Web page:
How to Store Cast Iron Long Term

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Pots, pans, and skillets made of cast iron that have been seasoned correctly, well-maintained and stored in the correct environment, can last a lifetime. Cast iron cookware is as close to indestructible as you can get. If you’re going to be moving or will be away from home for an extended period and want to make sure that your skillet or cast iron pot is still in good enough condition to cook on when you get back, then read on.

We’ll be showing you exactly how to store cast iron over a long term with minimal fuss and effort. Follow our advice, and you’ll save yourself the hassle of having to scour and season your cast iron from scratch.

Make Sure That Your Cast Iron is Clean

The slightest amount of moisture will cause your cast iron to rust. Scrub your cast iron cookware thoroughly using a little kosher/coarse salt and hot water to guarantee that all food particles are dislodged. Don’t bring soapy water near your cast iron as it will destroy the patina and you’ll have to season it all over again. Once you’re sure that your cookware is spotless, it’s time to get it 100% dry.

Dry Your Cast Iron Completely

Dry your cast iron off and then place it in an oven or on a stovetop at a low heat to make sure that all the moisture has dissipated. As soon as it is dry, take it out carefully and use a paper towel or dishcloth to apply a light layer of vegetable oil. Use the same oil as you used when you seasoned your cast iron initially. Once lightly oiled, reheat the cookware for another 5 to 10 minutes before allowing it to cool.

Wrap and Pack Your Cookware

Pack your cast iron cookware full of crumpled paper towels, newspaper, or even inexpensive dishtowels. Try to make sure that all the internal space is occupied with just a little room for air. Another great way to beat humidity is to toss in a little dry rice. It effectively absorbs moisture. If you have a sachet of silica gel handy, toss that in instead to guarantee that no moisture can damage your cookware.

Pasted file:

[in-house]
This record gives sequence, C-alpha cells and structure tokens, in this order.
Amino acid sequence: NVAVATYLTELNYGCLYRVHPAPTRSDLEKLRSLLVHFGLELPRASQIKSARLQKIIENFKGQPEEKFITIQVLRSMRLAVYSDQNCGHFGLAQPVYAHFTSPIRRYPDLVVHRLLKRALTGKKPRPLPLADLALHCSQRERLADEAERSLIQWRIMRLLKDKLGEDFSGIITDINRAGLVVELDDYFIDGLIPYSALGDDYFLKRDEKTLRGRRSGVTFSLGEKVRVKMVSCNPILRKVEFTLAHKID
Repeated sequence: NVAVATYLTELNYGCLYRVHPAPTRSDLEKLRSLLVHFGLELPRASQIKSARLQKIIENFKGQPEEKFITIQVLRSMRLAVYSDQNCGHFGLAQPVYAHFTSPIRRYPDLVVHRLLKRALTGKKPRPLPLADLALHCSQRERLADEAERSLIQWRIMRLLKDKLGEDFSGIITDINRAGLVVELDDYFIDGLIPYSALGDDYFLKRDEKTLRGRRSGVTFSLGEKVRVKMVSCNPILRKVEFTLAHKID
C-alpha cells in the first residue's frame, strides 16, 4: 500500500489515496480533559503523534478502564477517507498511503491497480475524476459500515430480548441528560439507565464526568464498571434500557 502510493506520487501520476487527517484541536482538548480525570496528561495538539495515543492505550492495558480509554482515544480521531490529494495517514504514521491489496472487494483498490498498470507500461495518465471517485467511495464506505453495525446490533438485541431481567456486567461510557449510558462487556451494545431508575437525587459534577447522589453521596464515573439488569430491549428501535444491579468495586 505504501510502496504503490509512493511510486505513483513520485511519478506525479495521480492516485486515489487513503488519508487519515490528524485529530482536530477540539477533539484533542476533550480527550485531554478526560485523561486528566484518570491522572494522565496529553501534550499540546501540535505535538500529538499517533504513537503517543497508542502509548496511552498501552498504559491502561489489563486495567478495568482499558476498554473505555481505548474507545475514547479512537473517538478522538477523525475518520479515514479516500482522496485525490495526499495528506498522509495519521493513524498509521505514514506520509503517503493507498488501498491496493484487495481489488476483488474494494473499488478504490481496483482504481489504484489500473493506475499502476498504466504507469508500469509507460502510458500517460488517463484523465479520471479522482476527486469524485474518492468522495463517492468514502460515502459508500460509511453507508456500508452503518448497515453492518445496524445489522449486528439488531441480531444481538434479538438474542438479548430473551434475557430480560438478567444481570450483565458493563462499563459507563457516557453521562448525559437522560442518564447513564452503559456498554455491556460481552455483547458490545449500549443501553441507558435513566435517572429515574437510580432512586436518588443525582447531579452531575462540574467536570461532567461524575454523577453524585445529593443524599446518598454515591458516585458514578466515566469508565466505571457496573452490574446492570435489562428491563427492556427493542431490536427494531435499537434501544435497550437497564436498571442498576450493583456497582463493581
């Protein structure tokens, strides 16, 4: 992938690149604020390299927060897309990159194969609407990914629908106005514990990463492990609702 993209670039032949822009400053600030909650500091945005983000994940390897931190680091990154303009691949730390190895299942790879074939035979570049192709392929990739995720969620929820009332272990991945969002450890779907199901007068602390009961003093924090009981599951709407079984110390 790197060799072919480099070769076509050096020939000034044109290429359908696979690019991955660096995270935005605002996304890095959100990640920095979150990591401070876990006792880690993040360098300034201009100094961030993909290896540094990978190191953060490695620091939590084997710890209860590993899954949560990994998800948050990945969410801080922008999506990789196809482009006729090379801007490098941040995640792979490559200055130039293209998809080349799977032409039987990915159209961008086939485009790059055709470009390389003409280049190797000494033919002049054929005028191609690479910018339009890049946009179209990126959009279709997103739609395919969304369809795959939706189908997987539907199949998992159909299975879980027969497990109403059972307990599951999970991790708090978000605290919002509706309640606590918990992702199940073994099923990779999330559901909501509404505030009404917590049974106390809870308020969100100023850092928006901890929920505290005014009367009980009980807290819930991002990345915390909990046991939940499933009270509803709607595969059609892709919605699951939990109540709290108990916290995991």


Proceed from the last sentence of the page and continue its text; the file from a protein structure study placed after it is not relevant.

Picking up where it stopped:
Store any lids you may have separately. You don’t want to lock the condensation in. Once you’ve packed your pots and pans full of your choice of moisture-absorbing substance, you’re ready to find a place to put it away.

Preparing Your Cast Iron for storage

Before rushing off to find the right place to store your cookware over a prolonged period, it is highly recommended that you find an airtight method of storage. Either place each cast iron item in a zipper-lock bag or a suitably sized plastic lidded container. This minimizes the effect of external moisture and humidity, preventing your cookware from rusting.

It also makes it less likely any insects contaminate your cast iron. If you resort to a zipper-lock bag, make sure that it’s open a crack so that there is a little airflow. Similarly, if you’re using a container, it must not be totally airtight. A small amount of air has to be able to enter to prevent the oils from turning rancid.

Packing Your Cast Iron Away

The best place to store cast iron is a warm, dry area which is free from humidity and condensation-causing heat. Stay away from your stove area and refrain from packing cast iron beneath your sink, or near it. Hanging cast iron cookware is a good idea; just make sure that your hooks are secure as most cast iron is very heavy.

The airflow also lowers the chances of rust developing. The warmer drawer of your stove is a great place to keep cast iron as the heat from the oven and stovetop evaporate any moisture that may be present. Alternatively, both the stovetop itself and the inside of an oven when not in use make great storage places for cast iron. A deep kitchen drawer is another leading choice as long as the base can support the weight.

If you own a variety of cast iron cookware, consider devoting an entire kitchen cupboard to your collection. As long as it’s dry and ventilated, you can store your cast iron for ages.

Other Preservation Options

Certain cast iron enthusiasts feel that beeswax preserves cast iron cookware better. For this approach, you’d wipe away as much oil as possible. Thereafter, heat the cast iron pot, pan or skillet and then rub it everywhere with beeswax.

Once it cools down, your cast iron will be extremely well-protected. Not only is beeswax completely food safe, but it wipes away within minutes using minimal effort. When you’re ready to retrieve your cast iron, simply heat it up and give it a wipe.

Cast Iron Cookware is Lasting Cookware

Cast iron doesn’t need much to maintain its quality and the high-heat non-stick cooking surface. Some people have stored their pans for years after following the light preparation that we’ve listed above. Once you’ve eliminated moisture and guaranteed that your cookware is freshly seasoned, it’ll come out of storage looking like brand new.

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